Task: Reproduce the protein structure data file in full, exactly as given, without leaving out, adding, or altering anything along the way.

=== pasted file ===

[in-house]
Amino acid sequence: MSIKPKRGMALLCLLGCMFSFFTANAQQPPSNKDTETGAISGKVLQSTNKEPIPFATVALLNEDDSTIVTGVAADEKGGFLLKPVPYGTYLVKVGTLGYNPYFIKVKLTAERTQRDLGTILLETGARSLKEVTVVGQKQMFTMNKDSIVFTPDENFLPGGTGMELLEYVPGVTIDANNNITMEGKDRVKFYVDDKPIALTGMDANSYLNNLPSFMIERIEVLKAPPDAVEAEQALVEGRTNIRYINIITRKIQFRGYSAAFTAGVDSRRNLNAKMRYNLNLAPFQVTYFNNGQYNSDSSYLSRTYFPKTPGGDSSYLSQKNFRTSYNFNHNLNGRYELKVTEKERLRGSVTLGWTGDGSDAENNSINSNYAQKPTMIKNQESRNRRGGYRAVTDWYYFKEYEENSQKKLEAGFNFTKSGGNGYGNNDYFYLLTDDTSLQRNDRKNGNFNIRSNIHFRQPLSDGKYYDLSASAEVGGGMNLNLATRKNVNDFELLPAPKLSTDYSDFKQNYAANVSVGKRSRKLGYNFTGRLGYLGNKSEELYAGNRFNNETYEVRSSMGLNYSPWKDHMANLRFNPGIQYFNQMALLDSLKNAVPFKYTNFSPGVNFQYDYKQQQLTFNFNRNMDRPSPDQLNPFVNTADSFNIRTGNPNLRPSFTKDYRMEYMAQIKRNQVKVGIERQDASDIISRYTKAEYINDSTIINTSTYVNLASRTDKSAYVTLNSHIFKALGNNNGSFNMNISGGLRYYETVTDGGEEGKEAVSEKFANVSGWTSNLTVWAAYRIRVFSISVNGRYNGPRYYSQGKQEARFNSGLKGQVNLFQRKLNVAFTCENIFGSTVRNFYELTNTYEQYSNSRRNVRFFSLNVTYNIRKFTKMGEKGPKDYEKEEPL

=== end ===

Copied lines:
[in-house]
Amino acid sequence: MSIKPKRGMALLCLLGCMFSFFTANAQQPPSNKDTETGAISGKVLQSTNKEPIPFATVALLNEDDSTIVTGVAADEKGGFLLKPVPYGTYLVKVGTLGYNPYFIKVKLTAERTQRDLGTILLETGARSLKEVTVVGQKQMFTMNKDSIVFTPDENFLPGGTGMELLEYVPGVTIDANNNITMEGKDRVKFYVDDKPIALTGMDANSYLNNLPSFMIERIEVLKAPPDAVEAEQALVEGRTNIRYINIITRKIQFRGYSAAFTAGVDSRRNLNAKMRYNLNLAPFQVTYFNNGQYNSDSSYLSRTYFPKTPGGDSSYLSQKNFRTSYNFNHNLNGRYELKVTEKERLRGSVTLGWTGDGSDAENNSINSNYAQKPTMIKNQESRNRRGGYRAVTDWYYFKEYEENSQKKLEAGFNFTKSGGNGYGNNDYFYLLTDDTSLQRNDRKNGNFNIRSNIHFRQPLSDGKYYDLSASAEVGGGMNLNLATRKNVNDFELLPAPKLSTDYSDFKQNYAANVSVGKRSRKLGYNFTGRLGYLGNKSEELYAGNRFNNETYEVRSSMGLNYSPWKDHMANLRFNPGIQYFNQMALLDSLKNAVPFKYTNFSPGVNFQYDYKQQQLTFNFNRNMDRPSPDQLNPFVNTADSFNIRTGNPNLRPSFTKDYRMEYMAQIKRNQVKVGIERQDASDIISRYTKAEYINDSTIINTSTYVNLASRTDKSAYVTLNSHIFKALGNNNGSFNMNISGGLRYYETVTDGGEEGKEAVSEKFANVSGWTSNLTVWAAYRIRVFSISVNGRYNGPRYYSQGKQEARFNSGLKGQVNLFQRKLNVAFTCENIFGSTVRNFYELTNTYEQYSNSRRNVRFFSLNVTYNIRKFTKMGEKGPKDYEKEEPL